Keeping more information visible permits deeper insight. In general, circuits are controlled by voltage or current, or at least it's easier to think of the details that way. Those measurements are closer to what's going on with the electrons, while watts measures the rate of energy transfer and tends to be more a descriptor of the heat being dissipated. For instance if you're trying to keep a capacitor from burning out you would care about things like peak voltage, inrush current, ripple current, etc., considered as percentage of maximum allowable (minus derating). It makes a big difference whether your 1 watt is 1 volt x 1 amp or 1kV x 1mA, especially on a small time scale where boundary conditions live. Exceeding specs on a device can destroy it without the device ever getting particularly warm (although it may get quite hot if it fails to a low resistance).

Where it makes more sense to speak in watts is where you have a limited store of energy that doesn't operate as a fixed voltage source, and you want to know how long it will be able to supply energy at a given rate until it's empty, for instance in estimating battery run time. A cooling system might care about watts as a comparison between how fast heat is being generated and dissipated, as the driver of temperature.

• Having said that, yes, your question shows what could be considered a technical error. The sentence would more accurately read "current consumption" rather than "power consumption." Commented Feb 28, 2012 at 5:34

No good reason. In general mA isn't enough. But given that USB is 5 V, you can get Watts from mA. As pointed out by @Kellenjb, many chips have (approximately) fixed voltages, this applies to them too.

• The USB statement was just an example for explaining the question. It is seen in IC and other components datasheets too. Commented Feb 27, 2012 at 17:10
• As Kellenjb said, in a lot of cases the current is the limit, irrespective of the voltage. Commented Feb 27, 2012 at 18:25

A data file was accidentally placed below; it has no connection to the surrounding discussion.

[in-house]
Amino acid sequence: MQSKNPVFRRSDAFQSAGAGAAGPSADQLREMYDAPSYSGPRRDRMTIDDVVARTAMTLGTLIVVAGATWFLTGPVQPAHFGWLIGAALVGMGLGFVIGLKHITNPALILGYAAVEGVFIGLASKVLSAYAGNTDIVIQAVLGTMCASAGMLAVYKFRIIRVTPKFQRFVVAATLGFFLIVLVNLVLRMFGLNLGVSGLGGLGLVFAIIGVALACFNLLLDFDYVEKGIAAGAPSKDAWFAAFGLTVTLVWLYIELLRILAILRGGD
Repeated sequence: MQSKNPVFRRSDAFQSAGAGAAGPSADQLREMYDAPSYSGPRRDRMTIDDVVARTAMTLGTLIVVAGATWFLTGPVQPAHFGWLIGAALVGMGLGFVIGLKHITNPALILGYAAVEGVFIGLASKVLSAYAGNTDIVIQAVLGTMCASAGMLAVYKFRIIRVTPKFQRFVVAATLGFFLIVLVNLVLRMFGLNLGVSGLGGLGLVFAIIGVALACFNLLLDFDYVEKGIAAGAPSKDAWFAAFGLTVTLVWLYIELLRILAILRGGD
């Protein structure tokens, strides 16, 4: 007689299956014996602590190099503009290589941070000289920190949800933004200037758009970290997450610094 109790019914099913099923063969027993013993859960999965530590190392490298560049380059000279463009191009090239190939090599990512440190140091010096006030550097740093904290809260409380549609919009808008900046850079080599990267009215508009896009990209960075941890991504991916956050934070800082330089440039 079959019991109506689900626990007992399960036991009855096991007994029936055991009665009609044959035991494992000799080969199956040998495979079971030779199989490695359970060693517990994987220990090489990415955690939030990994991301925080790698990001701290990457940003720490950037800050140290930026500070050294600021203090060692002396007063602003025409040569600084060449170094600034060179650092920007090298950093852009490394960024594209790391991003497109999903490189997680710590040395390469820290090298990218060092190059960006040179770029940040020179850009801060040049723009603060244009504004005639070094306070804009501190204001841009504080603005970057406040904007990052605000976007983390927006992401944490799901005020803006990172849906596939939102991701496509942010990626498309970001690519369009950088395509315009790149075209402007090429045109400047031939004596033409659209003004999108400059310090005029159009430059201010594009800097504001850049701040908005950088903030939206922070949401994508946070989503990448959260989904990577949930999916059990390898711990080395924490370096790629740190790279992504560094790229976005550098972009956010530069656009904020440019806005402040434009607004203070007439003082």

• @Anshul: Many ICs work with fixed voltages (TTL or LVTTL) and then the consumption really varies depending on the current. In such cases this is a 'shorthand' for engineers, when constant voltage is implied, but strictly speaking it's not correct. Commented Feb 27, 2012 at 19:46
• Many ICs that operate off of a range of different voltages draw essentially the same current no matter the voltage. With these ICs, specifying current draw is more useful than specifying power. Commented Feb 28, 2012 at 3:56
• @markrages: Actually, I suspect more IC's have current requirements that increase with voltage than remain constant, both because leakage is somewhat resistive, and because the number of electrons dumped by a capacitor that is first connected to VDD and then to ground is proportional to the voltage placed on the cap. Commented Feb 29, 2012 at 15:55

Current consumption is given in A and power consumption is given in W. As mentioned, if you know the operating voltage of the component, the conversion is trivial (P=IV)

In many cases, the best description of the electricity consumed by a device would be a combination of siemens (A/V, or 1/Ω), amperes, and watts. A device whose consumption is one siemens would draw one amp at one volt, or ten amps at ten volts. A device whose consumption is one ampere would draw one amp at any voltage. A device whose consumption is one watt would draw one amp at one volt, or 1/10 amp at ten volts.

I've never seen electricity consumption described in terms of siemens, though for many devices whose current draw increases with voltage, it would seem appropriate.